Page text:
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Luke 15:11-32

The shame of it all. We were all shamed by the request Jacob made to his father. The entire household was embarrassed by this self-centered request from this ungrateful son. With this impertinent request, the boy proclaimed his desire for his father to die.

“Father, I wish you were dead”—that was what he was really saying.

We all wondered what our master would do. Some of us bet that he would do what every other village father would do: put this mutinous kid in his place, discipline him in no uncertain terms, or maybe even disown him. But our master, Jacob’s father, did as his son requested. He divided his property between his stay-at-home older son and this rebellious younger son. Our master gave Jacob one third of his assets—what the Torah requires for the younger son’s inheritance.

Once he had traded his inheritance for cash, Jacob set off. No farewell parties from family and friends. He just wandered off all by himself. I spied him leaving early that morning, as the sun was breaking over the horizon. I wondered how he would survive. Did he really know what he was doing? Where was home if not here? That day I noticed my master’s pain-filled face. I knew he suffered. His home was broken.

Jacob traveled to a far country, where he squandered his money among the unclean Gentiles. Spendthrift that he was, Jacob threw big parties, dished out expensive gifts, and built a reputation for generosity. He bought esteem. He gained status. He was living, so he thought, the good life.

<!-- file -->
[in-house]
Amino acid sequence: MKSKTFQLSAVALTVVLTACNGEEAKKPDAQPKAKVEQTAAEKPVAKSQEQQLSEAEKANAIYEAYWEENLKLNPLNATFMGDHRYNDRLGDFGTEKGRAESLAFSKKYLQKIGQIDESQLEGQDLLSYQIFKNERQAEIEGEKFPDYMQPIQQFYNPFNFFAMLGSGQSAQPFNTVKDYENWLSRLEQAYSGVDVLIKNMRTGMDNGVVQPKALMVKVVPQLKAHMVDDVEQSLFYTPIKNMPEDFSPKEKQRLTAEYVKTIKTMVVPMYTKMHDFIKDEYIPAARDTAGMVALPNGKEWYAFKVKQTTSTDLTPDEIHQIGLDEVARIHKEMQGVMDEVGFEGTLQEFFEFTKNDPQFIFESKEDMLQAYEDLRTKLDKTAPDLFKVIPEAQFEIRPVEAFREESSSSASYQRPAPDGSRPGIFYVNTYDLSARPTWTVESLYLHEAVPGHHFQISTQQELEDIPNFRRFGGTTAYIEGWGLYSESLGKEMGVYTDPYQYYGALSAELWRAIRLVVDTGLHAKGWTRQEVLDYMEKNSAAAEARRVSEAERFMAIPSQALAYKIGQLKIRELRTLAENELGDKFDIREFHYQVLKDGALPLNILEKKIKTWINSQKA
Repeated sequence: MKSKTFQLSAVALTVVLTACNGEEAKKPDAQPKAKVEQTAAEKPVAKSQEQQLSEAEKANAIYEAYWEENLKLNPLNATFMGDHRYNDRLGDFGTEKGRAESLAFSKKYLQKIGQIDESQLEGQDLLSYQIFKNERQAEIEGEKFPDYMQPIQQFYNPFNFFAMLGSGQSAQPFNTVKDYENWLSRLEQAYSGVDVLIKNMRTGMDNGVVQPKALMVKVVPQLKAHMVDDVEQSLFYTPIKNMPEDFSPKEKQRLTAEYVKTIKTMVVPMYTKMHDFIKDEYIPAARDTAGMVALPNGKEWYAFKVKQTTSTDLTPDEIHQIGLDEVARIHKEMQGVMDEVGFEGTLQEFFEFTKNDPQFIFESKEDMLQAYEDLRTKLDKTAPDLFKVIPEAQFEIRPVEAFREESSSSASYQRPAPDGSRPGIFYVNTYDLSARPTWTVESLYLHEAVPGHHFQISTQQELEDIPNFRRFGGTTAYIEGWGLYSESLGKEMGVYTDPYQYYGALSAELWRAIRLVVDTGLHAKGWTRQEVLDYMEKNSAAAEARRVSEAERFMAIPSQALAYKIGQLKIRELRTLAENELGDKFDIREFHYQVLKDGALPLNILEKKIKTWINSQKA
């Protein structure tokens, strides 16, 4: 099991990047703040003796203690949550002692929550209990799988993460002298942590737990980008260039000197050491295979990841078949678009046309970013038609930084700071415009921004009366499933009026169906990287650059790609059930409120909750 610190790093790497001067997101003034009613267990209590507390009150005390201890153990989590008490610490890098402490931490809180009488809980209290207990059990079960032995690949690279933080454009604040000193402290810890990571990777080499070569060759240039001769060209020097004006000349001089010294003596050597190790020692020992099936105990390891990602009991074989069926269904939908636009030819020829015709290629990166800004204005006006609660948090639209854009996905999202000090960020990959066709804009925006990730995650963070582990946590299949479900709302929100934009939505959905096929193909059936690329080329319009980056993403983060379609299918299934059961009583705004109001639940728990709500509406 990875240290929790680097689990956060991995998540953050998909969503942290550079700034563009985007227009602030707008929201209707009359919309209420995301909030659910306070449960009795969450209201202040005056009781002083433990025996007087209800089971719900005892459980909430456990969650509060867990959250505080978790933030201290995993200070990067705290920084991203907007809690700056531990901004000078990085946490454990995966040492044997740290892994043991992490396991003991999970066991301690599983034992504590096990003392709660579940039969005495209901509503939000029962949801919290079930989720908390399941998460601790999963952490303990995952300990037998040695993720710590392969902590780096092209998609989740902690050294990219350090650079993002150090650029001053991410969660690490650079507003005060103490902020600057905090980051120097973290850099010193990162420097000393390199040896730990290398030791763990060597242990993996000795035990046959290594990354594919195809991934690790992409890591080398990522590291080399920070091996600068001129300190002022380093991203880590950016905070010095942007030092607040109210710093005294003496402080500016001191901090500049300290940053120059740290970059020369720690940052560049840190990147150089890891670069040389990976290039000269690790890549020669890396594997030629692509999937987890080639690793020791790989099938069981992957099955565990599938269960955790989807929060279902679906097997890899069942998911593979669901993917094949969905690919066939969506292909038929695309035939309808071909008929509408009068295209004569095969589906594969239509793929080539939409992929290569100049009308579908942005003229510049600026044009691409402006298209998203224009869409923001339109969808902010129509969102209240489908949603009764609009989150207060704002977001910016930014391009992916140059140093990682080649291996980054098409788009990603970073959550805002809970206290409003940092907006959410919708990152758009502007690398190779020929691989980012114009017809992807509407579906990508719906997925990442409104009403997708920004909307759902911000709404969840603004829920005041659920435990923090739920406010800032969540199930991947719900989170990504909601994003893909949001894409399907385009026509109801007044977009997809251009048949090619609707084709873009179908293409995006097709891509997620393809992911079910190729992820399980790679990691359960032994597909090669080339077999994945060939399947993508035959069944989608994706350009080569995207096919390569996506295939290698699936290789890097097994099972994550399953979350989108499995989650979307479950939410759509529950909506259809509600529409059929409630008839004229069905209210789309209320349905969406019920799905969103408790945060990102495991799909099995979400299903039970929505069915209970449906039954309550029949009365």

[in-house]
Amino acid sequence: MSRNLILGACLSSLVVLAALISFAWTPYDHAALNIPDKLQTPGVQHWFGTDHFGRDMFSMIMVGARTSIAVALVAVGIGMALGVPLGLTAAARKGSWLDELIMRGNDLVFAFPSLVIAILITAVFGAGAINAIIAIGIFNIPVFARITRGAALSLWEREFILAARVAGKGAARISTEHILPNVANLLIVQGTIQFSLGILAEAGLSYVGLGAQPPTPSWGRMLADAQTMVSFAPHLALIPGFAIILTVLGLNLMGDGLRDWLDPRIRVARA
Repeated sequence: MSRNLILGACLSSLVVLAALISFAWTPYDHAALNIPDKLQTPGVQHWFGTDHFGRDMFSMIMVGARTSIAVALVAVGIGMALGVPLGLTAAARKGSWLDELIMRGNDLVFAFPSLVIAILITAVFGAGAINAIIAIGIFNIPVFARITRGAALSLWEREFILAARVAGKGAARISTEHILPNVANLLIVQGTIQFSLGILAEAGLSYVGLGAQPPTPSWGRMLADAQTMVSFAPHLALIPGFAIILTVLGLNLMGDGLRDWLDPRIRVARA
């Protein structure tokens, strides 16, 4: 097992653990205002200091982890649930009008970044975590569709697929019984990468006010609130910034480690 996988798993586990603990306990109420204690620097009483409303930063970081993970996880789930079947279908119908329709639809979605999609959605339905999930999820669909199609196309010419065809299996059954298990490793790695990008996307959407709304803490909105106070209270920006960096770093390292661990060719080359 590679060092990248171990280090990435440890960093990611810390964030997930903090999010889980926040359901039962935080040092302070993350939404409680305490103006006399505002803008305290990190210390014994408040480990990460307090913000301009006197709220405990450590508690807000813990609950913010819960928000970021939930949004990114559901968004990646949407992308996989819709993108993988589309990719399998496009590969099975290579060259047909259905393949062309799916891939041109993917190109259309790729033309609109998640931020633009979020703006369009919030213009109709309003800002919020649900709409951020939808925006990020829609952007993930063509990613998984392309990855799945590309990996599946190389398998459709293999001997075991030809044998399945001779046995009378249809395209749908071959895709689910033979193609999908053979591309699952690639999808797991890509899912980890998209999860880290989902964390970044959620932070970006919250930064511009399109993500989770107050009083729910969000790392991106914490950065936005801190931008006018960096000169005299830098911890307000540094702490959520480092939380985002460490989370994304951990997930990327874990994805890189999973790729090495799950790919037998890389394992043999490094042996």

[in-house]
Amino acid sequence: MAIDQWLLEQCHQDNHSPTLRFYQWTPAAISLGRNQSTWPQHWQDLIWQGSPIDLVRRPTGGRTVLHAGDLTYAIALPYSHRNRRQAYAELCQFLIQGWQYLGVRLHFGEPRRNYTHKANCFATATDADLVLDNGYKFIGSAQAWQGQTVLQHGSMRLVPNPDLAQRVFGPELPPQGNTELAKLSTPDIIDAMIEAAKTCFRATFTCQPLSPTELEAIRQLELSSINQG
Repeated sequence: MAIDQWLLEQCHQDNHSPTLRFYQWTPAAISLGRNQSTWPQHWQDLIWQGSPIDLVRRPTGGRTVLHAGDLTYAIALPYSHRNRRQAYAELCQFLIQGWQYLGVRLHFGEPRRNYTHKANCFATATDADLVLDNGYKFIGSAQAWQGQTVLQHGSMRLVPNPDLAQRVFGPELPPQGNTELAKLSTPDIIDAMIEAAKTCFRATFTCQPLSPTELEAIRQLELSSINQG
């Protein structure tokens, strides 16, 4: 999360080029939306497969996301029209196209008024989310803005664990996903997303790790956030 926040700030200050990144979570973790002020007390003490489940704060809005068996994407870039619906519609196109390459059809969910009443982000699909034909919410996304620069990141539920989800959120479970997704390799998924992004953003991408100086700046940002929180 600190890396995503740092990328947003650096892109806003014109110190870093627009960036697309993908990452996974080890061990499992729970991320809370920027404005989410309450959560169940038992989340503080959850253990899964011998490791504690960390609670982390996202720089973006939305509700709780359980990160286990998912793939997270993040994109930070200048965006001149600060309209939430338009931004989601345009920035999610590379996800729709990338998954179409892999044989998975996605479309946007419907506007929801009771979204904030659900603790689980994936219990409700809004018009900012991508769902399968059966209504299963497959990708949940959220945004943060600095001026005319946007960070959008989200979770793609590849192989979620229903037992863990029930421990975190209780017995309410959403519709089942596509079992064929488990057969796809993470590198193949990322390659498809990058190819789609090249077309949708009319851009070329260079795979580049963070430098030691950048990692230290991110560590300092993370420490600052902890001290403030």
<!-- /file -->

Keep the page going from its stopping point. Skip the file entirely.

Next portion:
When he had squandered everything, a severe famine descended on the land, and Jacob was in need. He thought briefly about returning home, but that was impossible. He would have to face his scornful brother and live forever indebted to him. And he would have to face the near certainty of being an exile mocked and taunted by the community. He wasn’t that desperate. He still had his pride.

But Jacob’s life was getting very difficult. His money was gone and his so-called friends had vanished. He pawned his outer coat, his family ring, and his shoes for money to buy some food to feed his empty gut. He tried begging, but he was a foreigner and no one gave him anything.

Knowing that Jacob was a Jew (and that Jews detested pigs) and wanting to get rid of this foreign beggar, a Gentile farmer offered him a job he was sure Jacob would refuse—feeding pigs. But to the man’s great surprise, Jacob took the job and went to the field to feed the pigs. This good Jewish boy was in an unclean land among unclean people feeding unclean animals. Life couldn’t get any worse than this.